If all your tasks are of this form then the widget model may apply to you after the Maintenance phase, which in a well-run organization can be 5 hours per week or less [3]. I think this actually describes many office jobs, which are done with the brain, but do not require that much creativity, insight or deep knowledge of a field. It may even describe a lot of the work done by doctors seeing patients (although less now than it did in the past). I can certainly teach a class in shallow mode (probably won’t be my best work, but I can do it). However, if you have a really intellectually intensive job, which requires creativity, shallowing it will not do.

In my line of work, research, shallowing is not enough. At some point, you need more and faster progress. You need deep thinking and breakthroughs.

However, and this is the important point of this model, I cannot do deep thinking on a cold cache. I can only really get there when I have wrapped my head around the details of a project/problem. This is best achieved as a side-effect from working on shallow tasks or from failed attempts at breakthroughs. It takes some time and it does not lend itself to being partitioned into discrete tasks spread through a long period of time (a few hours every week).

When I switch projects to something I have not worked at for a while [4], it sometimes takes me a full week or more just to get the details back in my head. Even coming back from the week-end, it takes a few hours to get back to where I was on Friday [5]. I sometimes think I’ve got it and then make silly mistake because I forgot that in this particular project, some aspect was done slightly differently from usual so I waste a full day on something stupid; I spend more time looking up basic information, I make changes to code which need to be reverted because I forgot why the code was doing what it was doing or I write some text which I delete without even sharing because it had forgotten an important aspect of the problem. (For the programmers in the audience, think about switching to a programming language you know well but have not used for a few months. You are now calling the size method instead of length to get the number of elements of a vector, looking up library functions you used to know by heart, your fingers will no longer automatically type build system commands, &c)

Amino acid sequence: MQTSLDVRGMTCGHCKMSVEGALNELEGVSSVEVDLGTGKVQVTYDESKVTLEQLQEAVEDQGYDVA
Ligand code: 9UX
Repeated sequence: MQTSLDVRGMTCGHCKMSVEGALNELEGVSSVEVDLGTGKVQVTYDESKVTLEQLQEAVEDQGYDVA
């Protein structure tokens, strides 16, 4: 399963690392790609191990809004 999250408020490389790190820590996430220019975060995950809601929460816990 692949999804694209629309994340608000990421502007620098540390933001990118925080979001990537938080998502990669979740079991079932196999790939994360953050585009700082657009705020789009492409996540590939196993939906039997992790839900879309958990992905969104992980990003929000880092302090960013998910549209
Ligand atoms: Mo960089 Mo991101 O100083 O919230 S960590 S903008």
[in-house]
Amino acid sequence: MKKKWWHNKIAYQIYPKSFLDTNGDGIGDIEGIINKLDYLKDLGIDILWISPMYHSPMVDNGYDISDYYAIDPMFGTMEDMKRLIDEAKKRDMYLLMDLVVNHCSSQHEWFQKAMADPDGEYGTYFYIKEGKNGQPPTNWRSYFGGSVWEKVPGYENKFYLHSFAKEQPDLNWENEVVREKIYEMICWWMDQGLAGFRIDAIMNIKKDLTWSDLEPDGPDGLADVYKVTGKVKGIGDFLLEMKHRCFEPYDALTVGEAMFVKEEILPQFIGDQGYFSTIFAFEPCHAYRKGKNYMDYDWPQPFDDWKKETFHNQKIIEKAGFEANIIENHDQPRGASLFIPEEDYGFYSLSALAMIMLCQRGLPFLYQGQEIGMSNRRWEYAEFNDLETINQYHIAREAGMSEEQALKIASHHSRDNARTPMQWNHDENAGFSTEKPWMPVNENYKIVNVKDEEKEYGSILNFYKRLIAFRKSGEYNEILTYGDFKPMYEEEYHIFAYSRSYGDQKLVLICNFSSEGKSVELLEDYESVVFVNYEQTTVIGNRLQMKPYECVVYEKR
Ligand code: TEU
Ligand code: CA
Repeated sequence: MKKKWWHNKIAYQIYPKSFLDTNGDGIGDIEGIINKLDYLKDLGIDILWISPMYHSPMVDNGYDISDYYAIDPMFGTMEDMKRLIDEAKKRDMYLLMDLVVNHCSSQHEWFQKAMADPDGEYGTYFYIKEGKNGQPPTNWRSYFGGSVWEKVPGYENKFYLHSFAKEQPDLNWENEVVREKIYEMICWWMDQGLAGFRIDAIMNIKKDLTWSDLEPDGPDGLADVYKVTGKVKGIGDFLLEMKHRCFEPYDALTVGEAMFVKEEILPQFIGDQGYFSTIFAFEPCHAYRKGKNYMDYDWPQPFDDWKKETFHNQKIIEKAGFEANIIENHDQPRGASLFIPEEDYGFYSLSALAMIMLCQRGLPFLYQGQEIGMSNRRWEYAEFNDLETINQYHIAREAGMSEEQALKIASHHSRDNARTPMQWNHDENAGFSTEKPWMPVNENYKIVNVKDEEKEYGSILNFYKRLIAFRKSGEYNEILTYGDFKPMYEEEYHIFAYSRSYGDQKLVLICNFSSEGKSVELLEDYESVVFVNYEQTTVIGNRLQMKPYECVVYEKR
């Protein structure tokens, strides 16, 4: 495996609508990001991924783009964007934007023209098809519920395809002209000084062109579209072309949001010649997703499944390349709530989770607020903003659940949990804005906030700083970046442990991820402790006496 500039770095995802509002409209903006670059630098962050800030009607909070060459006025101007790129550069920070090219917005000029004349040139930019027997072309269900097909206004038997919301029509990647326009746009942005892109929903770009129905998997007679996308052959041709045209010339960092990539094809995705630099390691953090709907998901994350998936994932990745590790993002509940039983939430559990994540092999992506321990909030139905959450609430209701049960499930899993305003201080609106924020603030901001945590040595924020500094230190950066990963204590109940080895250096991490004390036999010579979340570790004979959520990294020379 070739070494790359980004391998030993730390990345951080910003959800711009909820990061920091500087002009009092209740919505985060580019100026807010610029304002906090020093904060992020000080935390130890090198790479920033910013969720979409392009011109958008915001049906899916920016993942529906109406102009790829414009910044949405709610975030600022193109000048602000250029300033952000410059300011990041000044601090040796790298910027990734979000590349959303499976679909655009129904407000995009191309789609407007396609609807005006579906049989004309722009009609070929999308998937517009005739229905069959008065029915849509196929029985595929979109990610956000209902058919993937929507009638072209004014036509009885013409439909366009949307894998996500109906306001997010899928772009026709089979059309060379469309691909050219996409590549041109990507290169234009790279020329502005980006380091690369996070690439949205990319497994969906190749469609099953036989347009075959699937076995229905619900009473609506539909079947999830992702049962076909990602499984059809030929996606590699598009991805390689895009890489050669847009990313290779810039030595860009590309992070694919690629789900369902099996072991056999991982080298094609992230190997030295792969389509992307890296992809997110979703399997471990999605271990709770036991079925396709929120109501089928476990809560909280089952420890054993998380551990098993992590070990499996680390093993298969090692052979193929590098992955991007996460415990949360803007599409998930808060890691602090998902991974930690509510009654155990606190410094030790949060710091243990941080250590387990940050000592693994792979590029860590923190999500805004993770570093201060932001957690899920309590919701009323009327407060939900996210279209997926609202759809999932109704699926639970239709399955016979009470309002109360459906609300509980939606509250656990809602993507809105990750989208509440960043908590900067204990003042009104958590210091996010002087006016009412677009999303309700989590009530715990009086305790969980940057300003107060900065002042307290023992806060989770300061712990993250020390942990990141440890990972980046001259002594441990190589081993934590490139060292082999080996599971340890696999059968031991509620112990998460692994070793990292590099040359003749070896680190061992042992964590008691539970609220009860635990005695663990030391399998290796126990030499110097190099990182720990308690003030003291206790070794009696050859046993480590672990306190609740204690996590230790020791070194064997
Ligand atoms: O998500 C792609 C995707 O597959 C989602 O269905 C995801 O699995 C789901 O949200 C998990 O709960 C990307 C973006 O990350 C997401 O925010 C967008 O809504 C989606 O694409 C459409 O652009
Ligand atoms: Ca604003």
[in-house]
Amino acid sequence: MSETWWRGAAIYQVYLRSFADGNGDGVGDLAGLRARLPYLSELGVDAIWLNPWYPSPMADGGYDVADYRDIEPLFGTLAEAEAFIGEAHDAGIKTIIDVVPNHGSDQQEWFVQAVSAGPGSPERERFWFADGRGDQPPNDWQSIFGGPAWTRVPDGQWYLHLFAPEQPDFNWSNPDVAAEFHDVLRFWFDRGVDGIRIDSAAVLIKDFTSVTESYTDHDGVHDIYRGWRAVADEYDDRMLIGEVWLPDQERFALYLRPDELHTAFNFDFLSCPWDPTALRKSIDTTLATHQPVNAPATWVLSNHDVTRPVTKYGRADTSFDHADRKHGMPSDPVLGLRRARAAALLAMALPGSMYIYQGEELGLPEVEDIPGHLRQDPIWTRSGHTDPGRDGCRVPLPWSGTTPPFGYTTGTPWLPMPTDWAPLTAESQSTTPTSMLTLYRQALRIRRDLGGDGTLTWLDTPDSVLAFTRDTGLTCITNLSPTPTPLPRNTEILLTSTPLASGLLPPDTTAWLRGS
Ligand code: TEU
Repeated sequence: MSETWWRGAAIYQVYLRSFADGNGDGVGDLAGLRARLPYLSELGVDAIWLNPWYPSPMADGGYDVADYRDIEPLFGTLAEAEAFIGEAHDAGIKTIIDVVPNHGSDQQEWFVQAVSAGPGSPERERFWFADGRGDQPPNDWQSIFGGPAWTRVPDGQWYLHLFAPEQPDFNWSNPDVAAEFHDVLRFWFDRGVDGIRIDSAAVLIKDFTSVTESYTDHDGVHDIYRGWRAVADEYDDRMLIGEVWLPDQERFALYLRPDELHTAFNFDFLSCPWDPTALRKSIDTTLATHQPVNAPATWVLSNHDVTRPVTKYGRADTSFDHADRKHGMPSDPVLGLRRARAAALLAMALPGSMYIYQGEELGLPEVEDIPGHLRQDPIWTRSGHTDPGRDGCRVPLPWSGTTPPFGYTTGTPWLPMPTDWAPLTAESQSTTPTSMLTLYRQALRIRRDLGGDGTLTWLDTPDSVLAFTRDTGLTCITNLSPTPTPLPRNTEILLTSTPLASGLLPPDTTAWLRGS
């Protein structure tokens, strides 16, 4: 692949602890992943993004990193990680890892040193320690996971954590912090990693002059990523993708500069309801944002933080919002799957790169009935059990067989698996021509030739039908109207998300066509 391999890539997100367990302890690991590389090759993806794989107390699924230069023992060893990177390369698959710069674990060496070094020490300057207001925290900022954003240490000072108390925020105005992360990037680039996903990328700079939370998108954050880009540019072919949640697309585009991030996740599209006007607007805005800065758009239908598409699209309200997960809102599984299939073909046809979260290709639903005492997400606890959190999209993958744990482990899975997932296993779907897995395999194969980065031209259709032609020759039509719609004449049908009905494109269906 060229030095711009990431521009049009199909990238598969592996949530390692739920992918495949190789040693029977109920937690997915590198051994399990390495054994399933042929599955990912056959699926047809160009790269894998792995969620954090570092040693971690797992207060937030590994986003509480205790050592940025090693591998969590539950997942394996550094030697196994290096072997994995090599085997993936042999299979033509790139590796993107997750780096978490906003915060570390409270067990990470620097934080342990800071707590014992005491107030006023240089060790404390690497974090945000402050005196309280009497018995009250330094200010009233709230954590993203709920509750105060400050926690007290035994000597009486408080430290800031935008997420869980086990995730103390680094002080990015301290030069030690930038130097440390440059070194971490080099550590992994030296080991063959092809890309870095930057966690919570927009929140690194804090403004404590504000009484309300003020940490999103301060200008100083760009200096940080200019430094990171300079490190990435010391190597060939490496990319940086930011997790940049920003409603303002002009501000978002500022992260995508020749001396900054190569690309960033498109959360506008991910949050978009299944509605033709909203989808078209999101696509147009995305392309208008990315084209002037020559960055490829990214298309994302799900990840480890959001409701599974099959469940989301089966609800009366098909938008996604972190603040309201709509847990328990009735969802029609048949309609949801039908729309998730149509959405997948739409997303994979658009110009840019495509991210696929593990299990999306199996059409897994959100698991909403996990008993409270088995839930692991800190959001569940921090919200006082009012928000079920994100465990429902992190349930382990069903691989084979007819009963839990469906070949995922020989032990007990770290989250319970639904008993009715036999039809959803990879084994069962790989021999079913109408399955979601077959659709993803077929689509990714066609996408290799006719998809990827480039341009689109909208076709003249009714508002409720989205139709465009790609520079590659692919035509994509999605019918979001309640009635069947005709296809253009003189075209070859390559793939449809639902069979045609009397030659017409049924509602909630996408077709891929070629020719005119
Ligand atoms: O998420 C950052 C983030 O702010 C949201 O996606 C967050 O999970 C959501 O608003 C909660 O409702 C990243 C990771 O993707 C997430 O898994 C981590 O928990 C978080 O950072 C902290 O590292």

Only when I finally have the project in my head, does the typical widget model fully apply to me: breakthroughs are now easy and I am very productive for the first few hours of investment. I can manipulate the concepts in my head and translate them to actual analyses, I remember pitfalls automatically, do not fall through them, and things are good. I can try new things easily without breaking up everything else (of course, they are not all successful attempts, but I am iterating fast).

However, I cannot get to this phase without a preparatory phase. I often have my best ideas on the bus. I have been struggling with something for the whole afternoon, and on the bus on my way home, I finally see the solution. However, if I just rode the bus around town all day, I would not be very productive. Loading the project into memory is a vital phase of the process. Only then can I make the insightful leaps.

Later comes fatigue and breakdown when mistakes accumulate and I can’t spell anymore [6].

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In this model, although we still have diminishing returns at the right end of the curve; we have increasing returns at the left end. Working half the time produces less than half of the output, working a quarter of the time produces almost nothing.